More Young Unmarried Couples Buying Homes Together

The late, great real estate columnist Bob Bruss had advice for unmarried people thinking about purchasing real estate together: “Don’t do it.”

But a new analysis from Zillow Inc., Seattle, says more and more unmarried couples are taking the plunge–into homeownership. It reported nearly 15 percent of all young homebuyers (ages 24-35) over the past decade are unrelated, up from 11 percent in 2005.

The analysis also reported the percentage of homebuyers who are single has been declining since 2010, falling to 25 percent in 2015 from 28 percent in 2005.

Zillow said while the majority of homebuyers have long been married couples, as home values continue to rise, more unmarried couples are buying homes together since it’s more affordable with two incomes.

“Buying a home is a big part of The American Dream–equally shared by millennials and Baby Boomers alike–but it’s becoming extremely difficult to make it work on a single income,” said Zillow Chief Economist Svenja Gudell. “Many singles looking to purchase a home on their own may not make enough money to afford or qualify for a mortgage on their dream home. That makes buying a home with a significant other even more appealing, even if marriage isn’t quite part of the picture.”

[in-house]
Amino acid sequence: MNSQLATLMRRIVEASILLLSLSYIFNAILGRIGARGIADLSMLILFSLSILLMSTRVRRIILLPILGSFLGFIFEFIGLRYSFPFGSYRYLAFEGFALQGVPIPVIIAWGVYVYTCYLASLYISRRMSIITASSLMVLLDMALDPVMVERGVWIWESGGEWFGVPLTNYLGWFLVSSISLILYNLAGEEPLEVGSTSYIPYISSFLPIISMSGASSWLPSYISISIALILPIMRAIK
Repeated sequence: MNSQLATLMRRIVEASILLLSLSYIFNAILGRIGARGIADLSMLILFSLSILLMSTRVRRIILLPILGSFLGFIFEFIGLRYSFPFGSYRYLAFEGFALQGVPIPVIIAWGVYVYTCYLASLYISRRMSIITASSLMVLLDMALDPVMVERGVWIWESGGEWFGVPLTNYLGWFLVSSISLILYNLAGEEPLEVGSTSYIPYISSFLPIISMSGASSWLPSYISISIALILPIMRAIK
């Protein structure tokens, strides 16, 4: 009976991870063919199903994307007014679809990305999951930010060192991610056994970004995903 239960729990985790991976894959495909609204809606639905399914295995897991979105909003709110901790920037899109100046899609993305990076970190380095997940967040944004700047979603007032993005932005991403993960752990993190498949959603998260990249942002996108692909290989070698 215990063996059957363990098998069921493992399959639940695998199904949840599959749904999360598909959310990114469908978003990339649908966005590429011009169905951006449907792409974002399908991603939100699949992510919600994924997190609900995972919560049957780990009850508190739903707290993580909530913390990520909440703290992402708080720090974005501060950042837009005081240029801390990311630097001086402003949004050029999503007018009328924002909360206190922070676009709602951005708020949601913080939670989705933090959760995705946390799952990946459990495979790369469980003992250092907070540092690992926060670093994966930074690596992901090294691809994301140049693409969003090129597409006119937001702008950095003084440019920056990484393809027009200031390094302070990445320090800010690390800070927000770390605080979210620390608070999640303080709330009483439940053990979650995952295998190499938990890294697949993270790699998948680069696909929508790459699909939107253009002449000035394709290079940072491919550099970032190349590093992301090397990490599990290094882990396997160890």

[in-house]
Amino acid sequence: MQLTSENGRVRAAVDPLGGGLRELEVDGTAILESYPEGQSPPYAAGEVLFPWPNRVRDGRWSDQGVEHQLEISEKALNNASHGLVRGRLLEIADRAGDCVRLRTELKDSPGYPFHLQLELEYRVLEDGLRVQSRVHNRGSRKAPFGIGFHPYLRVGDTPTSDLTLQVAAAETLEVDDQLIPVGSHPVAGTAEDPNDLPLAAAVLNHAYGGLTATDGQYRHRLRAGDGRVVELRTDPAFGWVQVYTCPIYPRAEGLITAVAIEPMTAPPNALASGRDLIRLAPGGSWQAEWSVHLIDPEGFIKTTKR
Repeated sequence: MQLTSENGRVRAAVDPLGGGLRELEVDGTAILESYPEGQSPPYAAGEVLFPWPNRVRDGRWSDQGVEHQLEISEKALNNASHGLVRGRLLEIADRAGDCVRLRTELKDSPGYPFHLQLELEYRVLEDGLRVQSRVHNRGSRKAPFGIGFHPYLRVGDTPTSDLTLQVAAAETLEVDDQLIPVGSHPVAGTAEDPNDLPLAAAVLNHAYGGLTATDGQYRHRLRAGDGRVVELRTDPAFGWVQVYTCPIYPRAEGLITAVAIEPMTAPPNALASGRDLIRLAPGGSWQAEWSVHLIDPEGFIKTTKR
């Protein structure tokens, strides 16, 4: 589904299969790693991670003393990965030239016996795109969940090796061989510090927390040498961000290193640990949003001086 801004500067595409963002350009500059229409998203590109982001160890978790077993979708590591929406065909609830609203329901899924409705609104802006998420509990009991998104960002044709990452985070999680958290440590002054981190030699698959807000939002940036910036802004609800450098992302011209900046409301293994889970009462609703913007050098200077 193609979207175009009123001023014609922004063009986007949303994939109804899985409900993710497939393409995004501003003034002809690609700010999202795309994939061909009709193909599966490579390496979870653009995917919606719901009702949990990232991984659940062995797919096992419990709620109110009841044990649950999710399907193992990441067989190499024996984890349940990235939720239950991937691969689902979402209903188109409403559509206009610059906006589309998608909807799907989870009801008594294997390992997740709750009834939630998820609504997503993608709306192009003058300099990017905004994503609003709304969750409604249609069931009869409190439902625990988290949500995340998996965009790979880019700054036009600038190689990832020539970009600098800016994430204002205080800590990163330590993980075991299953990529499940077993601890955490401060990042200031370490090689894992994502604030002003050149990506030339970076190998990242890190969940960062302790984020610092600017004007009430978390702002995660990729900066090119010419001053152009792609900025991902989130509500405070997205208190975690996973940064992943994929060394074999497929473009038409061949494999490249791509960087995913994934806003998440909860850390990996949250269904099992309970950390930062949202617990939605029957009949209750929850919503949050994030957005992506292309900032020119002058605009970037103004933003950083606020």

Gudell noted home values across the country are rising at their fastest pace since 2006, and some of the nation’s hottest housing markets, such as Seattle, Denver and Portland, Ore., have surpassed peak home values reached during the housing bubble. The median home value in the U.S. is now $193,800–up 7 percent over the past year.

“As homes become increasingly expensive, the need to purchase a home with someone else becomes a necessity–almost 75 percent of all buyers are married or in a relationship,” Gudell said.

Gudell added that, assuming home value growth continues to outpace income growth, this trend should continue.

Of the markets Zillow analyzed, Washington, D.C. had the greatest increase in the share of unmarried homebuyer couples–nearly 16 percent, up from 7.5 percent in 2005. Philadelphia and Miami also saw large increases in the share of young unmarried couples buying homes together.

Columbus, Ohio saw the greatest drop in the share of single homebuyers, followed by Las Vegas. In 2005, nearly 40 percent of all young Columbus homebuyers were single. By 2015, it fell to less than 20 percent. Portland, Ore., which saw the fastest home value growth in the country, also had a large drop in the share of young singles buying homes, down by 10 percentage points since 2005.

Zillow reported the median age of today’s homebuyer is 36 years old, and the majority shop with a significant other. Millennials, age 18-34, make up 42 percent of all buyers today, the largest share of all generational groups.